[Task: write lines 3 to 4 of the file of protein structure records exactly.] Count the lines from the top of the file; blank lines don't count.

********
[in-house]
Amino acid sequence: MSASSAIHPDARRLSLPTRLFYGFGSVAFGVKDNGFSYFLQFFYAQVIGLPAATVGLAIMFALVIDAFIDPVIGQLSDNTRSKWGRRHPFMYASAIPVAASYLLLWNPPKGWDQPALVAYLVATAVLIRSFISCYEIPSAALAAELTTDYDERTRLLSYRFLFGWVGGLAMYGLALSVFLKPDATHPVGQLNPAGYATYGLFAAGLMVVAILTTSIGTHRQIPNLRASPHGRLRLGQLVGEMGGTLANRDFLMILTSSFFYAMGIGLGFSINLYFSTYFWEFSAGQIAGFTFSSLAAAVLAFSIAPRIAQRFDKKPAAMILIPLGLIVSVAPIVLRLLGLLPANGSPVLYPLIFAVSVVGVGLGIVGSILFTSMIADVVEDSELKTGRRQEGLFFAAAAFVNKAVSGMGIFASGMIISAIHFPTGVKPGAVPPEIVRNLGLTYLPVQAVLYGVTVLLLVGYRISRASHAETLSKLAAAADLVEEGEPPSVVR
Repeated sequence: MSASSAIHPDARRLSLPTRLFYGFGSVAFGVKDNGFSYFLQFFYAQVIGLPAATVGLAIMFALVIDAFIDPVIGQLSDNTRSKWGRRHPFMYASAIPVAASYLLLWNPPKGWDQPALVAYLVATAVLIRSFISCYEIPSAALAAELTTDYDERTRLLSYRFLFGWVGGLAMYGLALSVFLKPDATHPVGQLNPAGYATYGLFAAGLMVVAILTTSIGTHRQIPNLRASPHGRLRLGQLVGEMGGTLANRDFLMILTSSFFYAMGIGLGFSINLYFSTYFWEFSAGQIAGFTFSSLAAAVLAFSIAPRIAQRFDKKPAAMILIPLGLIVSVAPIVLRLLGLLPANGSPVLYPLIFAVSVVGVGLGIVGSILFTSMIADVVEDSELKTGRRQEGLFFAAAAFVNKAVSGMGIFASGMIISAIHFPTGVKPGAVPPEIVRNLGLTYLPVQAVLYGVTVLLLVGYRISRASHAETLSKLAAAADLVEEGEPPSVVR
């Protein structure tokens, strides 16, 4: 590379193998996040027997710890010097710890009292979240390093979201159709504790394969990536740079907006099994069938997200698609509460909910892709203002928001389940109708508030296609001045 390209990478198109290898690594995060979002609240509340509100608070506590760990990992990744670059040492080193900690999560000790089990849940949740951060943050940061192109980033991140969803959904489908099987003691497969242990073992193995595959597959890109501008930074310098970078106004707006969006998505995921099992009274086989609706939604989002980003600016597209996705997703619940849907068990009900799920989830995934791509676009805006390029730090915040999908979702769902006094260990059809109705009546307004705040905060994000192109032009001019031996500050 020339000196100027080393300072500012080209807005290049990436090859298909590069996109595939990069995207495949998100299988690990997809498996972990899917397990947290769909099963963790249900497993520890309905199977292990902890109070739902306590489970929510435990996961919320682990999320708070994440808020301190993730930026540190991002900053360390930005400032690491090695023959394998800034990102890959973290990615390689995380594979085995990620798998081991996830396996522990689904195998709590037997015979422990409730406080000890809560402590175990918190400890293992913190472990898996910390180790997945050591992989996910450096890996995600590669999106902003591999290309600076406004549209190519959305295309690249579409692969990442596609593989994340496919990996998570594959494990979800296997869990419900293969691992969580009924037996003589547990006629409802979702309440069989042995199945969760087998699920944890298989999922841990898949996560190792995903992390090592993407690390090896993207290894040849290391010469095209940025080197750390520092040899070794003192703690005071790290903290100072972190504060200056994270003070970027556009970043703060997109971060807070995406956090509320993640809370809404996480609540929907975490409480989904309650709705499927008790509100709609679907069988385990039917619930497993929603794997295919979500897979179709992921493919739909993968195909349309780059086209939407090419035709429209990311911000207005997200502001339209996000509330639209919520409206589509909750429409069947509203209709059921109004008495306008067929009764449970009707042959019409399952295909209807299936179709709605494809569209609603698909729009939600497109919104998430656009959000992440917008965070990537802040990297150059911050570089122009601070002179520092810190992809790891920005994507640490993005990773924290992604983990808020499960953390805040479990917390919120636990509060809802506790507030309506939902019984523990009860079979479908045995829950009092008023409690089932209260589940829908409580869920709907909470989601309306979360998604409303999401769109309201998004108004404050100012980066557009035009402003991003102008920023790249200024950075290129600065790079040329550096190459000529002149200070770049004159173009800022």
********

Repeated sequence: MSASSAIHPDARRLSLPTRLFYGFGSVAFGVKDNGFSYFLQFFYAQVIGLPAATVGLAIMFALVIDAFIDPVIGQLSDNTRSKWGRRHPFMYASAIPVAASYLLLWNPPKGWDQPALVAYLVATAVLIRSFISCYEIPSAALAAELTTDYDERTRLLSYRFLFGWVGGLAMYGLALSVFLKPDATHPVGQLNPAGYATYGLFAAGLMVVAILTTSIGTHRQIPNLRASPHGRLRLGQLVGEMGGTLANRDFLMILTSSFFYAMGIGLGFSINLYFSTYFWEFSAGQIAGFTFSSLAAAVLAFSIAPRIAQRFDKKPAAMILIPLGLIVSVAPIVLRLLGLLPANGSPVLYPLIFAVSVVGVGLGIVGSILFTSMIADVVEDSELKTGRRQEGLFFAAAAFVNKAVSGMGIFASGMIISAIHFPTGVKPGAVPPEIVRNLGLTYLPVQAVLYGVTVLLLVGYRISRASHAETLSKLAAAADLVEEGEPPSVVR
């Protein structure tokens, strides 16, 4: 590379193998996040027997710890010097710890009292979240390093979201159709504790394969990536740079907006099994069938997200698609509460909910892709203002928001389940109708508030296609001045 390209990478198109290898690594995060979002609240509340509100608070506590760990990992990744670059040492080193900690999560000790089990849940949740951060943050940061192109980033991140969803959904489908099987003691497969242990073992193995595959597959890109501008930074310098970078106004707006969006998505995921099992009274086989609706939604989002980003600016597209996705997703619940849907068990009900799920989830995934791509676009805006390029730090915040999908979702769902006094260990059809109705009546307004705040905060994000192109032009001019031996500050 020339000196100027080393300072500012080209807005290049990436090859298909590069996109595939990069995207495949998100299988690990997809498996972990899917397990947290769909099963963790249900497993520890309905199977292990902890109070739902306590489970929510435990996961919320682990999320708070994440808020301190993730930026540190991002900053360390930005400032690491090695023959394998800034990102890959973290990615390689995380594979085995990620798998081991996830396996522990689904195998709590037997015979422990409730406080000890809560402590175990918190400890293992913190472990898996910390180790997945050591992989996910450096890996995600590669999106902003591999290309600076406004549209190519959305295309690249579409692969990442596609593989994340496919990996998570594959494990979800296997869990419900293969691992969580009924037996003589547990006629409802979702309440069989042995199945969760087998699920944890298989999922841990898949996560190792995903992390090592993407690390090896993207290894040849290391010469095209940025080197750390520092040899070794003192703690005071790290903290100072972190504060200056994270003070970027556009970043703060997109971060807070995406956090509320993640809370809404996480609540929907975490409480989904309650709705499927008790509100709609679907069988385990039917619930497993929603794997295919979500897979179709992921493919739909993968195909349309780059086209939407090419035709429209990311911000207005997200502001339209996000509330639209919520409206589509909750429409069947509203209709059921109004008495306008067929009764449970009707042959019409399952295909209807299936179709709605494809569209609603698909729009939600497109919104998430656009959000992440917008965070990537802040990297150059911050570089122009601070002179520092810190992809790891920005994507640490993005990773924290992604983990808020499960953390805040479990917390919120636990509060809802506790507030309506939902019984523990009860079979479908045995829950009092008023409690089932209260589940829908409580869920709907909470989601309306979360998604409303999401769109309201998004108004404050100012980066557009035009402003991003102008920023790249200024950075290129600065790079040329550096190459000529002149200070770049004159173009800022």